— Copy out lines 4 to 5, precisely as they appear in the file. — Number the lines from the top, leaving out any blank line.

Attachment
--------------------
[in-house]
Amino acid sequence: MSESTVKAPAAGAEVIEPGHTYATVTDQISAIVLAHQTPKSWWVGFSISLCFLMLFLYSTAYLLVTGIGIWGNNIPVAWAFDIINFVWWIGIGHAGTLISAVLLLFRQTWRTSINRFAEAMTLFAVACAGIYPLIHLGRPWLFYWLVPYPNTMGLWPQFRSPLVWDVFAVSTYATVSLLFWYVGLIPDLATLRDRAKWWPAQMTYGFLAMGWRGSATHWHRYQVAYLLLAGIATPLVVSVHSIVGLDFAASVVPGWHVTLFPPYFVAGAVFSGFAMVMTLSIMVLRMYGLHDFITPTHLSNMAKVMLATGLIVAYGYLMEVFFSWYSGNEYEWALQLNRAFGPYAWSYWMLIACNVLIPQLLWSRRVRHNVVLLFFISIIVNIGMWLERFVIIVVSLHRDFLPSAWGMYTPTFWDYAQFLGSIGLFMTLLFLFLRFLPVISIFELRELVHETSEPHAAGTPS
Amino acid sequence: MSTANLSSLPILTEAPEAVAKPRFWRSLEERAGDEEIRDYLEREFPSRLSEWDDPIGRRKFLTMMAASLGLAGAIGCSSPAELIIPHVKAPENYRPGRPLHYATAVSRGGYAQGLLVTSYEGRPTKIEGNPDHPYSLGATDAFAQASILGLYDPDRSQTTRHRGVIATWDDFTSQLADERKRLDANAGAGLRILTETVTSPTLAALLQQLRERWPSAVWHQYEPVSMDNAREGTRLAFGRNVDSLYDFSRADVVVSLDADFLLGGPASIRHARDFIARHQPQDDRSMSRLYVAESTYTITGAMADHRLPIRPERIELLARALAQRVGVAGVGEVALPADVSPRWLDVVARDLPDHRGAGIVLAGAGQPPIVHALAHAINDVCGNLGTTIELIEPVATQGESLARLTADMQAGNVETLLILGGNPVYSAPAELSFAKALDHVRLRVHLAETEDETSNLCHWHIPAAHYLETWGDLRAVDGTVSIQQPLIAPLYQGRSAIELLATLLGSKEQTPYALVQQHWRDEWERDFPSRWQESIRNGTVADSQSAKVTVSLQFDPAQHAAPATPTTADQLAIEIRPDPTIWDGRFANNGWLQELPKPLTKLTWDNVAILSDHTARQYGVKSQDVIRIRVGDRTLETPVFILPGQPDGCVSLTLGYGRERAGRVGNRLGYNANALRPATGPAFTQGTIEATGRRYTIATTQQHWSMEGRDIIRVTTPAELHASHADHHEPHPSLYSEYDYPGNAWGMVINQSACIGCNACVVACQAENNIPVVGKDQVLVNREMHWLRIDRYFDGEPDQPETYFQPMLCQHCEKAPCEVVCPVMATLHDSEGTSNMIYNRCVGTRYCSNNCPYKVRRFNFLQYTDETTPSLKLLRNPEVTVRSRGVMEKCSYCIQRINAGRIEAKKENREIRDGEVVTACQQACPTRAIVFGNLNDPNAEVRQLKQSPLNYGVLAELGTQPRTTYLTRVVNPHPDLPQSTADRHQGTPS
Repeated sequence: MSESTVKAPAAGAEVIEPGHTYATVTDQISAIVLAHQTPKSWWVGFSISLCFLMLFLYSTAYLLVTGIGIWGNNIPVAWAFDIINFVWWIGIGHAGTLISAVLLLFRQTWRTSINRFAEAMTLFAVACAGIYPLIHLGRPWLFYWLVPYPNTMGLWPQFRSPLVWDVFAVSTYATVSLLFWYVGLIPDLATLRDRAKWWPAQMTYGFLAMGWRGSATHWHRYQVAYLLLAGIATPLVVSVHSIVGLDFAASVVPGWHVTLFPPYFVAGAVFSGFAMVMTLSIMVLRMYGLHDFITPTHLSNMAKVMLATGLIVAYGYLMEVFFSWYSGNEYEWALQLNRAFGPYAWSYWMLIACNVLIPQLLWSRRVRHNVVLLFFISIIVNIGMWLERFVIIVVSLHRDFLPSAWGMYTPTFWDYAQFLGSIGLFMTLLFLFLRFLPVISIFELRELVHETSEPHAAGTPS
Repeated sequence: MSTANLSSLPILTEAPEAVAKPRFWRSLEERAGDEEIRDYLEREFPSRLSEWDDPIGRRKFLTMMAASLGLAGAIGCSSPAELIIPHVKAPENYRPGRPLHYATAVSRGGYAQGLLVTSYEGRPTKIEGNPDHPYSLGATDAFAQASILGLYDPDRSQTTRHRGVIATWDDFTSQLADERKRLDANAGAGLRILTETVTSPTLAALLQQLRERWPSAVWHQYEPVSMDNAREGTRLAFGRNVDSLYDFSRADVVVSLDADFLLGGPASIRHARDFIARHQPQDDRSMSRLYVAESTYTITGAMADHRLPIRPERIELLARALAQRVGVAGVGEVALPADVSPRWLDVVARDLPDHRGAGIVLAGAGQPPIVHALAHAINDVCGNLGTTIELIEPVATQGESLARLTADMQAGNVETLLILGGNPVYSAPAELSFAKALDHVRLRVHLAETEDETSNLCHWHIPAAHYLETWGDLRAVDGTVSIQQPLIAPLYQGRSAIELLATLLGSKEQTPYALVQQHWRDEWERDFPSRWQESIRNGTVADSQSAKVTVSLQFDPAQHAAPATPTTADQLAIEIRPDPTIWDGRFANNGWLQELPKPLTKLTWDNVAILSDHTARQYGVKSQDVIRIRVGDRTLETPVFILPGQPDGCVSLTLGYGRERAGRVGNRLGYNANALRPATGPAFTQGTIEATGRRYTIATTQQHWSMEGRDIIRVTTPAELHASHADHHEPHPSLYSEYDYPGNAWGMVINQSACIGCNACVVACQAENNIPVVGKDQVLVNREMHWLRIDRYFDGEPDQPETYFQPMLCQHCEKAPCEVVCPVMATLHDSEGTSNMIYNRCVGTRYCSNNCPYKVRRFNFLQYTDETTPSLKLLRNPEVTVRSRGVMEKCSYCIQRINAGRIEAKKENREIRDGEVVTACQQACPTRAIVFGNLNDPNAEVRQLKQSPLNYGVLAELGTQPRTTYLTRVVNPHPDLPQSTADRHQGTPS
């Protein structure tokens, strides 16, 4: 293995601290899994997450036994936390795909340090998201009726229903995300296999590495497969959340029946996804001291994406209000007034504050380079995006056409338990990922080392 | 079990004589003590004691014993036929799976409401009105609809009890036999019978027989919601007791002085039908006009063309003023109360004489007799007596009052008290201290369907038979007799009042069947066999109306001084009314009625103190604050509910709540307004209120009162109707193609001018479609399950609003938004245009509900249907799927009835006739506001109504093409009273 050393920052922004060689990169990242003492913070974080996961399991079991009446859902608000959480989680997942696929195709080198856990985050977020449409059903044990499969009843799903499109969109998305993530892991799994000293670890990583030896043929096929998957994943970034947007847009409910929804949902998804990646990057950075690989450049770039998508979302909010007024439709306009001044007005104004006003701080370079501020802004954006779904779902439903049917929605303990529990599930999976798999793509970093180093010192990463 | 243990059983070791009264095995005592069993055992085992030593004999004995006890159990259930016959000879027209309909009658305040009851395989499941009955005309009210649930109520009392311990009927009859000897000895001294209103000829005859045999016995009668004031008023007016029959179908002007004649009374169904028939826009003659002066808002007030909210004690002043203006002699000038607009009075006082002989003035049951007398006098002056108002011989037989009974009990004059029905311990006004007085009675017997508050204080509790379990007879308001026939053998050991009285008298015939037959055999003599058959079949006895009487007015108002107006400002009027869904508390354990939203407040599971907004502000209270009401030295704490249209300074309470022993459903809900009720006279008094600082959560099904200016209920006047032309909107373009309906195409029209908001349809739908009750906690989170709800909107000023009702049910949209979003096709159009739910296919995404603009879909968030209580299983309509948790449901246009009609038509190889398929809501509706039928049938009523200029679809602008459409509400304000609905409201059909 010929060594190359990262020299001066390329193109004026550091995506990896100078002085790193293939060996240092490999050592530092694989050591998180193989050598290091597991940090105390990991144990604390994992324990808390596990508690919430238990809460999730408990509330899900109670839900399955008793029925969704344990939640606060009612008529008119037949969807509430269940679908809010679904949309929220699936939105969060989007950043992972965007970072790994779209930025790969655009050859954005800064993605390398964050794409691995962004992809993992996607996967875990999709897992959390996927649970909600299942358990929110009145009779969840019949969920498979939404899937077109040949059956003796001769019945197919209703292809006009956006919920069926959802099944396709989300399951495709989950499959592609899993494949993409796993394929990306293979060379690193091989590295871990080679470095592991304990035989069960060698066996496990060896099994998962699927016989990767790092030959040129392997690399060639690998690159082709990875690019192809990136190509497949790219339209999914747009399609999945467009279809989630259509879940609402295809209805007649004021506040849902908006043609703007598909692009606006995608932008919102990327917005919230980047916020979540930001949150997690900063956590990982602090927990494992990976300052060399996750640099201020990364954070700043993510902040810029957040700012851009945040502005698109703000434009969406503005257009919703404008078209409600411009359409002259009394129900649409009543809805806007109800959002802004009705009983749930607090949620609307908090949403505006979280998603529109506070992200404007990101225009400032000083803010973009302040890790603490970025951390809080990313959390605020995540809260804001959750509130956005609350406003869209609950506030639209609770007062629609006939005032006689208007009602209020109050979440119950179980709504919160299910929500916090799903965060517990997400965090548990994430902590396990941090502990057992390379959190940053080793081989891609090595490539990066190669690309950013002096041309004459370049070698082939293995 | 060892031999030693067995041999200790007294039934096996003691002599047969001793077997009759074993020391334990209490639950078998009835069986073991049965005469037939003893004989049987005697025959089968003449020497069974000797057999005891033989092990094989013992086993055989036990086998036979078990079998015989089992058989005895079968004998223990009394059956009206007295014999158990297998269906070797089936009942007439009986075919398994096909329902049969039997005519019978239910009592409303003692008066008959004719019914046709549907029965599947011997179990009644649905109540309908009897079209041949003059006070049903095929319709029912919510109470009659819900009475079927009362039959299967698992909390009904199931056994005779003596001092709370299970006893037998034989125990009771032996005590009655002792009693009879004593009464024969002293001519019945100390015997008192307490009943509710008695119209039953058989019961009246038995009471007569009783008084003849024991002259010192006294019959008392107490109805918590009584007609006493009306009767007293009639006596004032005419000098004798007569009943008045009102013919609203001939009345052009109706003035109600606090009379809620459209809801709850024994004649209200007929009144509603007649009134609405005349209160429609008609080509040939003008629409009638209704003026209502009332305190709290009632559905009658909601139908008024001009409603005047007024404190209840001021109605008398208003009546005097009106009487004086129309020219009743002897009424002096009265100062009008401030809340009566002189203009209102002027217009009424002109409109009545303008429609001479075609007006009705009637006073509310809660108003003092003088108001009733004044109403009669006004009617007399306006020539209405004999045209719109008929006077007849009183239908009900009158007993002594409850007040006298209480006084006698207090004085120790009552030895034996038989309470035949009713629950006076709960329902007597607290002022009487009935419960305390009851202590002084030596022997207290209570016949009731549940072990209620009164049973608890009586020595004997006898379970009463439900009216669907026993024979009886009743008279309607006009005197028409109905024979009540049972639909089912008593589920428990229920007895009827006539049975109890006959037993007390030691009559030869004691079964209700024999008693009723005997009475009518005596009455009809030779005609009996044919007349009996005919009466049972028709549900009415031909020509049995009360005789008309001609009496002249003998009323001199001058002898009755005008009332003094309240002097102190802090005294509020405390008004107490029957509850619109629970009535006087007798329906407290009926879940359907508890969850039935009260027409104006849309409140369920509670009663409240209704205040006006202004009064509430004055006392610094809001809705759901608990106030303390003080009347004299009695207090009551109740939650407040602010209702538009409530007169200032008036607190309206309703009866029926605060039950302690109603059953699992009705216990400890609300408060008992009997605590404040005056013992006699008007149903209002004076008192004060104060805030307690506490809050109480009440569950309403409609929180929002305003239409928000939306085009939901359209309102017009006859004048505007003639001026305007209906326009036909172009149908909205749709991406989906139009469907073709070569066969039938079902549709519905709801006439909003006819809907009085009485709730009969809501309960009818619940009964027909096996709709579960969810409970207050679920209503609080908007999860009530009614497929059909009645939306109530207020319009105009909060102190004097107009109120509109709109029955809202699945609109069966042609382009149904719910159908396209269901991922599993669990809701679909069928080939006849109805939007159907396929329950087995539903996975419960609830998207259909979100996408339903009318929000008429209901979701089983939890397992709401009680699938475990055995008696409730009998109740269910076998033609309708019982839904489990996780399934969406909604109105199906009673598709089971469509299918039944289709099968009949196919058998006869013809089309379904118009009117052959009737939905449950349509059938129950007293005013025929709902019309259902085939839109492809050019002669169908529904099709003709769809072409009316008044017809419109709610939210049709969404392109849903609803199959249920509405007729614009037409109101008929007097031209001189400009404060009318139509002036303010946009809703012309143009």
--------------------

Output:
Repeated sequence: MSESTVKAPAAGAEVIEPGHTYATVTDQISAIVLAHQTPKSWWVGFSISLCFLMLFLYSTAYLLVTGIGIWGNNIPVAWAFDIINFVWWIGIGHAGTLISAVLLLFRQTWRTSINRFAEAMTLFAVACAGIYPLIHLGRPWLFYWLVPYPNTMGLWPQFRSPLVWDVFAVSTYATVSLLFWYVGLIPDLATLRDRAKWWPAQMTYGFLAMGWRGSATHWHRYQVAYLLLAGIATPLVVSVHSIVGLDFAASVVPGWHVTLFPPYFVAGAVFSGFAMVMTLSIMVLRMYGLHDFITPTHLSNMAKVMLATGLIVAYGYLMEVFFSWYSGNEYEWALQLNRAFGPYAWSYWMLIACNVLIPQLLWSRRVRHNVVLLFFISIIVNIGMWLERFVIIVVSLHRDFLPSAWGMYTPTFWDYAQFLGSIGLFMTLLFLFLRFLPVISIFELRELVHETSEPHAAGTPS
Repeated sequence: MSTANLSSLPILTEAPEAVAKPRFWRSLEERAGDEEIRDYLEREFPSRLSEWDDPIGRRKFLTMMAASLGLAGAIGCSSPAELIIPHVKAPENYRPGRPLHYATAVSRGGYAQGLLVTSYEGRPTKIEGNPDHPYSLGATDAFAQASILGLYDPDRSQTTRHRGVIATWDDFTSQLADERKRLDANAGAGLRILTETVTSPTLAALLQQLRERWPSAVWHQYEPVSMDNAREGTRLAFGRNVDSLYDFSRADVVVSLDADFLLGGPASIRHARDFIARHQPQDDRSMSRLYVAESTYTITGAMADHRLPIRPERIELLARALAQRVGVAGVGEVALPADVSPRWLDVVARDLPDHRGAGIVLAGAGQPPIVHALAHAINDVCGNLGTTIELIEPVATQGESLARLTADMQAGNVETLLILGGNPVYSAPAELSFAKALDHVRLRVHLAETEDETSNLCHWHIPAAHYLETWGDLRAVDGTVSIQQPLIAPLYQGRSAIELLATLLGSKEQTPYALVQQHWRDEWERDFPSRWQESIRNGTVADSQSAKVTVSLQFDPAQHAAPATPTTADQLAIEIRPDPTIWDGRFANNGWLQELPKPLTKLTWDNVAILSDHTARQYGVKSQDVIRIRVGDRTLETPVFILPGQPDGCVSLTLGYGRERAGRVGNRLGYNANALRPATGPAFTQGTIEATGRRYTIATTQQHWSMEGRDIIRVTTPAELHASHADHHEPHPSLYSEYDYPGNAWGMVINQSACIGCNACVVACQAENNIPVVGKDQVLVNREMHWLRIDRYFDGEPDQPETYFQPMLCQHCEKAPCEVVCPVMATLHDSEGTSNMIYNRCVGTRYCSNNCPYKVRRFNFLQYTDETTPSLKLLRNPEVTVRSRGVMEKCSYCIQRINAGRIEAKKENREIRDGEVVTACQQACPTRAIVFGNLNDPNAEVRQLKQSPLNYGVLAELGTQPRTTYLTRVVNPHPDLPQSTADRHQGTPS